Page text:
White Nose Syndrome (WNS) is named for a white fungus found on the muzzles and wings of infected bats. Bats with White Nose Syndrome awaken often during hibernation and use up the fat reserves they need to last through the winter, causing them to freeze or starve to death. Because this bat “disease” can impact Texas bats, Executive Director Carter Smith has issued an executive order giving authority to close caves on Texas Parks and Wildlife Department (TPWD) property to protect bats from the spread of White Nose Syndrome.
Though individual animals can spread the bat disease among themselves, there is evidence that humans coming from infected bat caves and roosts can transport the fungus as well. WNS “has caused the most precipitous wildlife decline in the past century in North America,” said John Hayes, chairman of the University of Florida Department of Wildlife Ecology and Conservation. So can WNS be stopped?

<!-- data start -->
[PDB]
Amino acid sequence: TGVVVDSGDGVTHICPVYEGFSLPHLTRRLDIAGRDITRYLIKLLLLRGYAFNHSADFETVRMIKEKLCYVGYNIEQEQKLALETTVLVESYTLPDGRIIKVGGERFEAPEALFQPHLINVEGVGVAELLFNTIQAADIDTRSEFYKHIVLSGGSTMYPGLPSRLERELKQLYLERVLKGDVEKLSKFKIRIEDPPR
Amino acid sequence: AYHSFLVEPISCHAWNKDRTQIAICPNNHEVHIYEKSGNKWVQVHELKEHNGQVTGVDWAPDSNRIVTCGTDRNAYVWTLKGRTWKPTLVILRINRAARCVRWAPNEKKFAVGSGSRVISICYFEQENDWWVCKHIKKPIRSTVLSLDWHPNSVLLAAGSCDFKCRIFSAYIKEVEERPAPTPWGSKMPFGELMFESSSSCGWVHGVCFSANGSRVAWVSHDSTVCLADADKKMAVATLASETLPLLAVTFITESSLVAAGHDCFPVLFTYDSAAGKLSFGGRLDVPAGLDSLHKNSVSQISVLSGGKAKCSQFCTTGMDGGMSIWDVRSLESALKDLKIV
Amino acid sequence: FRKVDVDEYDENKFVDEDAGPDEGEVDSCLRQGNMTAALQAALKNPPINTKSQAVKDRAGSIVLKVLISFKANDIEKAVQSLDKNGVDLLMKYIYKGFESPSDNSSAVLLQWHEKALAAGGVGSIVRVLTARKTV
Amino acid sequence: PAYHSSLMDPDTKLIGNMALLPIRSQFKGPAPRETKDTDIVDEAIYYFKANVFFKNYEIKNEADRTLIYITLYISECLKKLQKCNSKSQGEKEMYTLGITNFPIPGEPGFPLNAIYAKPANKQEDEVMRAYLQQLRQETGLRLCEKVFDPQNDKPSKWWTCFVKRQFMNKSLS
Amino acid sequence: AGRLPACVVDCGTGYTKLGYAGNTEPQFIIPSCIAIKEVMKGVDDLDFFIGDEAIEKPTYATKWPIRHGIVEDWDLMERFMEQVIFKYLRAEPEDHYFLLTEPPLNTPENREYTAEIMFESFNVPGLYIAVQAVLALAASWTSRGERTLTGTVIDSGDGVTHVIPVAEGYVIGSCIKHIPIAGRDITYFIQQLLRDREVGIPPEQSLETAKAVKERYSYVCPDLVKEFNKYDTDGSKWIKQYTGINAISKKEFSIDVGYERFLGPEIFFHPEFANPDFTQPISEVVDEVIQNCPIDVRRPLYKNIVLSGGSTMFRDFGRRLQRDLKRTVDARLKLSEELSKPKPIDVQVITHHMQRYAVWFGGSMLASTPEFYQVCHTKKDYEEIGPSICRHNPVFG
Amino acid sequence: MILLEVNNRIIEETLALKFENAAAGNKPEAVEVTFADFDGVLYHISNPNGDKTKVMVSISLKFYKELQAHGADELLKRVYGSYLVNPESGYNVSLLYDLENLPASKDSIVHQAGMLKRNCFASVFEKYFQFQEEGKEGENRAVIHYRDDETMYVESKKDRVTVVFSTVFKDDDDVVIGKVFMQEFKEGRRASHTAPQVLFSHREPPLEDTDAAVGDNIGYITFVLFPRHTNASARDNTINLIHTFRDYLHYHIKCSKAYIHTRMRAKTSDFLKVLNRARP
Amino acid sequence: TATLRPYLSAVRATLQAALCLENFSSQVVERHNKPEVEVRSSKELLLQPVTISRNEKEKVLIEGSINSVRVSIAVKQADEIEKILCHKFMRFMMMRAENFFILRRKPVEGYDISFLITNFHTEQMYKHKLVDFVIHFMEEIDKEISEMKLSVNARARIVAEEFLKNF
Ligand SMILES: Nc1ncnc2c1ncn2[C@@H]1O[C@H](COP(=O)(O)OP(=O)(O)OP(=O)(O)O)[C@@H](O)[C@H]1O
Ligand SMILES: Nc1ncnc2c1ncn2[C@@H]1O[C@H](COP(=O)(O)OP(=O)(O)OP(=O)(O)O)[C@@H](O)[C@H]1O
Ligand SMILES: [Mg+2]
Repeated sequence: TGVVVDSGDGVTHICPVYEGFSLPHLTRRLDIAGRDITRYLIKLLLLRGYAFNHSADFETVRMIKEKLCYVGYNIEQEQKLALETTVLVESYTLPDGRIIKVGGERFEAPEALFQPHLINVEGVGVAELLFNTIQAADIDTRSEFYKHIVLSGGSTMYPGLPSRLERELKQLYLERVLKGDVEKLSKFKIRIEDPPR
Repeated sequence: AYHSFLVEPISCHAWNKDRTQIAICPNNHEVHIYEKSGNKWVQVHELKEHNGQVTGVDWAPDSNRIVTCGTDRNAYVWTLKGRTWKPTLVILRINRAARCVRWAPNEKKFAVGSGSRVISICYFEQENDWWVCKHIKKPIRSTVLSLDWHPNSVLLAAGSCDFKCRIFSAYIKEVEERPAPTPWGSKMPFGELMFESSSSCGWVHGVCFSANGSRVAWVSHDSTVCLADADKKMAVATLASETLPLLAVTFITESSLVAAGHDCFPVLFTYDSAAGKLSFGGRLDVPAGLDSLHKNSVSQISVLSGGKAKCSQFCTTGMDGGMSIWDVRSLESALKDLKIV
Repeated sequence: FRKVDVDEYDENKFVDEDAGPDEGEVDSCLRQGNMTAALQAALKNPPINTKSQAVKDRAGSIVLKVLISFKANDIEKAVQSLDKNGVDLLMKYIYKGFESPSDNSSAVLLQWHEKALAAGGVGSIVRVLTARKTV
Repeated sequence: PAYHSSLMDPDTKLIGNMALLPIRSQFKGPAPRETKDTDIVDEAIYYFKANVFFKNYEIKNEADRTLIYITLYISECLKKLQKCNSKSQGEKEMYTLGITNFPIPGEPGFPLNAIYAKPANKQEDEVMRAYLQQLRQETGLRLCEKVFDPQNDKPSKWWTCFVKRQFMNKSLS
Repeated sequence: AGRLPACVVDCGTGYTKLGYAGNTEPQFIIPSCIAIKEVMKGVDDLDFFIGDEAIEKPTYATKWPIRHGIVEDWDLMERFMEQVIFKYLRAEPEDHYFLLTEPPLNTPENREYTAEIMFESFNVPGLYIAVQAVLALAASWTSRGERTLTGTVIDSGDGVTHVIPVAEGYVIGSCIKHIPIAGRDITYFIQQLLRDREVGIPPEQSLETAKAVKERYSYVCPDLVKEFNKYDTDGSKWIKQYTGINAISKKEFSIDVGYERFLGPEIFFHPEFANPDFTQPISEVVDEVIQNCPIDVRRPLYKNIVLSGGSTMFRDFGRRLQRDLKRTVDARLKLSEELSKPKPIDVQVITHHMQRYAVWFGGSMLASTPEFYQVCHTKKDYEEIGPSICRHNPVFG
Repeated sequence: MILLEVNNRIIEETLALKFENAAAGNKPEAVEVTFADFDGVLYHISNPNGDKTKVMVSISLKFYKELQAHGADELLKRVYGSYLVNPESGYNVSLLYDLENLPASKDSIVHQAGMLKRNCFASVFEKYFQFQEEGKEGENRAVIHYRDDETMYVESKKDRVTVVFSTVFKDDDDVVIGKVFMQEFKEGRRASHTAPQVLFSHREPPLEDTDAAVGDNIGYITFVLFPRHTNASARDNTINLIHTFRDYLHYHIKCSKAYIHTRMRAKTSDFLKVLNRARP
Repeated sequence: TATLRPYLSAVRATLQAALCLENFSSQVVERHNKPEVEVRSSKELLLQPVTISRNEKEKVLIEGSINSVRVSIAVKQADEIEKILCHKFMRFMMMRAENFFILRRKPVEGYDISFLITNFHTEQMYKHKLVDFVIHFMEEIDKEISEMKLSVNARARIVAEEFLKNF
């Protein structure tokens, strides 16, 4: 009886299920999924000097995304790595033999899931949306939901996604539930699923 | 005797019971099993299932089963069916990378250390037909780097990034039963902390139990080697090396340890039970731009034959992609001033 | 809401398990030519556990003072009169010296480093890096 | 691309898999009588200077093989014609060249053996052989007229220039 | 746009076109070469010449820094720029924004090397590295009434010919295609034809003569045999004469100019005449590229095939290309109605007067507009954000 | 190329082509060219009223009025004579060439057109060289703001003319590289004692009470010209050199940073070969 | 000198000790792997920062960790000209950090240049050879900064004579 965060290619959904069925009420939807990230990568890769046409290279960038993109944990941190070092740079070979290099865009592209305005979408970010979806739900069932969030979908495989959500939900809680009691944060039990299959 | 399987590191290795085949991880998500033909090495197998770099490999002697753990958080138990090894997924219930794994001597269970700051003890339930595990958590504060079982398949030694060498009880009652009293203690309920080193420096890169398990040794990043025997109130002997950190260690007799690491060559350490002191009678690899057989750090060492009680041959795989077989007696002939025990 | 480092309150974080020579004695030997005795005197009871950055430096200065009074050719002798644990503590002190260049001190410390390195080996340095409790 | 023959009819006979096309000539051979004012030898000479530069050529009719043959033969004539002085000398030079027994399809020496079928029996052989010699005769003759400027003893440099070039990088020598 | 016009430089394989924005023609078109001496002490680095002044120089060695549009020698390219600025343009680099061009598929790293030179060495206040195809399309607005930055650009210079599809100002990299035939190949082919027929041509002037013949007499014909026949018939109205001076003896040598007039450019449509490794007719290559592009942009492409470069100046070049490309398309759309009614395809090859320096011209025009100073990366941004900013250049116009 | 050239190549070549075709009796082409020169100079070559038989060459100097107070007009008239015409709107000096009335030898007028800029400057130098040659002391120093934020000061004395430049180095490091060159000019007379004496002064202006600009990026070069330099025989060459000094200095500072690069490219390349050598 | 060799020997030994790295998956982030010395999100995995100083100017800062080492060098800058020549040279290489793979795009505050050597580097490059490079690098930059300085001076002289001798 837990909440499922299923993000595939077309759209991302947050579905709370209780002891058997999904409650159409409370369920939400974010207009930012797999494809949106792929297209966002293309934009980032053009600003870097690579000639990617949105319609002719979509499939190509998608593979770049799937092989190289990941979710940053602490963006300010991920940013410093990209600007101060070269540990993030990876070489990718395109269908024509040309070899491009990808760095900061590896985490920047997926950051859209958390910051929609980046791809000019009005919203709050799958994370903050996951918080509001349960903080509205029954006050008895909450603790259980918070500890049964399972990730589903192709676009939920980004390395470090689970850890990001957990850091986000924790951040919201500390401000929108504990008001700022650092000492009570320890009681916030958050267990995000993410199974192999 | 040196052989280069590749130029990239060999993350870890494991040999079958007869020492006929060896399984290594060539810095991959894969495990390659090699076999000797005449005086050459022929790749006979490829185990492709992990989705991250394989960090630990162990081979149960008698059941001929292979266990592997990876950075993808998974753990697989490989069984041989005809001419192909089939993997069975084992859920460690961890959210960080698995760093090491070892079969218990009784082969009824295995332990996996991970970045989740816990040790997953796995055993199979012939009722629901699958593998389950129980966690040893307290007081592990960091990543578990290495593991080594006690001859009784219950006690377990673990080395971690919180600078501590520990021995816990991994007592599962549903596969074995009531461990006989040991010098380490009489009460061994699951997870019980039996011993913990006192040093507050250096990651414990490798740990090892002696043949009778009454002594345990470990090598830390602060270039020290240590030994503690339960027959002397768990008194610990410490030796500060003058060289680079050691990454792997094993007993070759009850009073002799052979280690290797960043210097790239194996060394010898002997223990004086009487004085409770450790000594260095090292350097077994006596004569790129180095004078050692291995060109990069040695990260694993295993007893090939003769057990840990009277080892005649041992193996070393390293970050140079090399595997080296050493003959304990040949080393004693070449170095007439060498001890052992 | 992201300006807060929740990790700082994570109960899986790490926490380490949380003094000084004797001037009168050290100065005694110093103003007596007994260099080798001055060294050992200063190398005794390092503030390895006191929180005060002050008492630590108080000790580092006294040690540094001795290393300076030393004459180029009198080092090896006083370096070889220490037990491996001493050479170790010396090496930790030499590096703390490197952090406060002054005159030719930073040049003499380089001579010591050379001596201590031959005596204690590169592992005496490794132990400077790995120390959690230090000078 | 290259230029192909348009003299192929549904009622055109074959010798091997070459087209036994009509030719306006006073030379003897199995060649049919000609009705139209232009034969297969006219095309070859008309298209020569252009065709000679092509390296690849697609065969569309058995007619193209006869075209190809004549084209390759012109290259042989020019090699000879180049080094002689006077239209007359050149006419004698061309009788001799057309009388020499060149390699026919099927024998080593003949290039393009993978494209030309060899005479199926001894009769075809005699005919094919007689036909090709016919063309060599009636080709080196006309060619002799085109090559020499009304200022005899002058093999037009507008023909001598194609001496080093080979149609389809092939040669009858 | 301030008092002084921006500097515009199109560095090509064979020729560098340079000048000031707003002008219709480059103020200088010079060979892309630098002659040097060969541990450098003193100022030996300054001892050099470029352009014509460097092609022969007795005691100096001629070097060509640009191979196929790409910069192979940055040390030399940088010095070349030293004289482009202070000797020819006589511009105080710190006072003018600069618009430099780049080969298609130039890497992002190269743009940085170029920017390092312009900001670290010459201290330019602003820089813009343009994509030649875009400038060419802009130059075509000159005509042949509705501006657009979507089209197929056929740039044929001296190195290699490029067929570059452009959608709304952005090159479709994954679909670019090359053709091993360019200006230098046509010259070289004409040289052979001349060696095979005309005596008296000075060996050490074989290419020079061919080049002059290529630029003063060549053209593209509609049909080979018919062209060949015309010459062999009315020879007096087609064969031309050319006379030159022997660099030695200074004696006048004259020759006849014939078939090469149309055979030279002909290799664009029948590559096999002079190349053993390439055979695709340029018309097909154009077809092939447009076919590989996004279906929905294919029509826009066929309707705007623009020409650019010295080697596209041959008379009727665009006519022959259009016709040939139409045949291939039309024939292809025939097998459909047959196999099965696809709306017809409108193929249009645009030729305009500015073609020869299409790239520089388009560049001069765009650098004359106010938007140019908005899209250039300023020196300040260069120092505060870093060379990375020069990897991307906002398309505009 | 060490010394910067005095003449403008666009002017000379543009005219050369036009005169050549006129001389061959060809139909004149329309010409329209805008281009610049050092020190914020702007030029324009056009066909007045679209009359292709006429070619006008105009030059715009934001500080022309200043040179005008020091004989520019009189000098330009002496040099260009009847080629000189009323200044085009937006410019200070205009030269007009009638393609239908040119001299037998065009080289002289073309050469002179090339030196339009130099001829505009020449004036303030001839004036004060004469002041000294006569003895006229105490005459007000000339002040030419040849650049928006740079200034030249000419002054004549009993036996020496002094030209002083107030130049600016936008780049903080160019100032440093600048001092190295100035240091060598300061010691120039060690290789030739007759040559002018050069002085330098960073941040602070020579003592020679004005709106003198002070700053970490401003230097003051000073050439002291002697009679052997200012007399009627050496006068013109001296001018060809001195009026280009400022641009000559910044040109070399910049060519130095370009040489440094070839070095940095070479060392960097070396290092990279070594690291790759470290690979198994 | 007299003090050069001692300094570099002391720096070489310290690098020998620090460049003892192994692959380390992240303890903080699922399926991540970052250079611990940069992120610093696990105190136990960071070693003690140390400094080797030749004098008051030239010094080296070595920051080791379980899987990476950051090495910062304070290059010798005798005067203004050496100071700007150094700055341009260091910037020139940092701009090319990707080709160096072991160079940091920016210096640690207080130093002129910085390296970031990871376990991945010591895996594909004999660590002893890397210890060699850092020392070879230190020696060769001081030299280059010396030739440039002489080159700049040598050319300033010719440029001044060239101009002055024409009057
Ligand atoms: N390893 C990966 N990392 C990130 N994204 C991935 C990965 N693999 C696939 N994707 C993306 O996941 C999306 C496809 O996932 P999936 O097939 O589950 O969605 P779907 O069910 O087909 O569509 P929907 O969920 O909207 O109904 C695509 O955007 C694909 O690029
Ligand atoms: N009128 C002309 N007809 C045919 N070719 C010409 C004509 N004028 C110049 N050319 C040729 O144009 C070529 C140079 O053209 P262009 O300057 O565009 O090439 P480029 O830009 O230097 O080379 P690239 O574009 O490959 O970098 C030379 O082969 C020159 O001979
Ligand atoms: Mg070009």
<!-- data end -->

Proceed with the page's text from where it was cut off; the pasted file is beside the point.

Since 2006, when WNS was first discovered in a cave in New York, more than a million hibernating bats of eight species have been killed in 14 states. Five of those eight species also inhabit Texas, where more than 50 species of bats live. While WNS has not yet been detected in Texas, the disease was confirmed in Oklahoma last May. The little flying mammal is an important species in Texas, and the economic impact of bats in Texas is huge!
Currently, nothing can be done to stop the spread of WNS throughout the country’s bat population, but Texas is taking steps to keep people from unknowingly bringing anything into its wildlife management areas. I guess better safe than sorry.